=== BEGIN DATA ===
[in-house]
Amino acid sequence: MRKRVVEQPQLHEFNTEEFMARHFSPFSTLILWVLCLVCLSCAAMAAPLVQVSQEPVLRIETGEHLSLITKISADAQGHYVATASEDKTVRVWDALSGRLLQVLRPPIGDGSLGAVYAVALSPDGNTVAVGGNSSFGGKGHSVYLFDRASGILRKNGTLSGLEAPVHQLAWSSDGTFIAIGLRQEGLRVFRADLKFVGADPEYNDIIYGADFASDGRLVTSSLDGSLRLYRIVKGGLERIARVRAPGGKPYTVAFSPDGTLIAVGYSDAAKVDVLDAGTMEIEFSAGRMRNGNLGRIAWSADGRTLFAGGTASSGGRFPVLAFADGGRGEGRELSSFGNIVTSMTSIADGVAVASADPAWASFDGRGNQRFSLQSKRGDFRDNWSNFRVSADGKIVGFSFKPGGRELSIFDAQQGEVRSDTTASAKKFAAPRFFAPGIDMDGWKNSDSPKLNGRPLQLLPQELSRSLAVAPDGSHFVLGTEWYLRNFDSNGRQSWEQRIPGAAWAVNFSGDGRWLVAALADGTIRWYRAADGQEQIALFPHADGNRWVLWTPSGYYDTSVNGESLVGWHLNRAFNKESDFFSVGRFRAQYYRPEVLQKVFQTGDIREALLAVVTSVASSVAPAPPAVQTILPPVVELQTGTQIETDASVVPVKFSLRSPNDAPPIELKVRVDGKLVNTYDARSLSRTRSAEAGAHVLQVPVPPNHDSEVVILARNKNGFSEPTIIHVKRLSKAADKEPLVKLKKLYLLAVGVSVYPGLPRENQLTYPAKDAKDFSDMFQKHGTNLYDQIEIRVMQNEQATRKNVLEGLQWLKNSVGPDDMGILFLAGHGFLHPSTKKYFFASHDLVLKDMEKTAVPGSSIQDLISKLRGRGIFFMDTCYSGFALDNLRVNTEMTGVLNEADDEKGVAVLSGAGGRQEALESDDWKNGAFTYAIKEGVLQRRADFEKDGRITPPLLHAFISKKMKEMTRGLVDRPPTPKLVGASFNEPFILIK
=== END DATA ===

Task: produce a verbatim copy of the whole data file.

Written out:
[in-house]
Amino acid sequence: MRKRVVEQPQLHEFNTEEFMARHFSPFSTLILWVLCLVCLSCAAMAAPLVQVSQEPVLRIETGEHLSLITKISADAQGHYVATASEDKTVRVWDALSGRLLQVLRPPIGDGSLGAVYAVALSPDGNTVAVGGNSSFGGKGHSVYLFDRASGILRKNGTLSGLEAPVHQLAWSSDGTFIAIGLRQEGLRVFRADLKFVGADPEYNDIIYGADFASDGRLVTSSLDGSLRLYRIVKGGLERIARVRAPGGKPYTVAFSPDGTLIAVGYSDAAKVDVLDAGTMEIEFSAGRMRNGNLGRIAWSADGRTLFAGGTASSGGRFPVLAFADGGRGEGRELSSFGNIVTSMTSIADGVAVASADPAWASFDGRGNQRFSLQSKRGDFRDNWSNFRVSADGKIVGFSFKPGGRELSIFDAQQGEVRSDTTASAKKFAAPRFFAPGIDMDGWKNSDSPKLNGRPLQLLPQELSRSLAVAPDGSHFVLGTEWYLRNFDSNGRQSWEQRIPGAAWAVNFSGDGRWLVAALADGTIRWYRAADGQEQIALFPHADGNRWVLWTPSGYYDTSVNGESLVGWHLNRAFNKESDFFSVGRFRAQYYRPEVLQKVFQTGDIREALLAVVTSVASSVAPAPPAVQTILPPVVELQTGTQIETDASVVPVKFSLRSPNDAPPIELKVRVDGKLVNTYDARSLSRTRSAEAGAHVLQVPVPPNHDSEVVILARNKNGFSEPTIIHVKRLSKAADKEPLVKLKKLYLLAVGVSVYPGLPRENQLTYPAKDAKDFSDMFQKHGTNLYDQIEIRVMQNEQATRKNVLEGLQWLKNSVGPDDMGILFLAGHGFLHPSTKKYFFASHDLVLKDMEKTAVPGSSIQDLISKLRGRGIFFMDTCYSGFALDNLRVNTEMTGVLNEADDEKGVAVLSGAGGRQEALESDDWKNGAFTYAIKEGVLQRRADFEKDGRITPPLLHAFISKKMKEMTRGLVDRPPTPKLVGASFNEPFILIK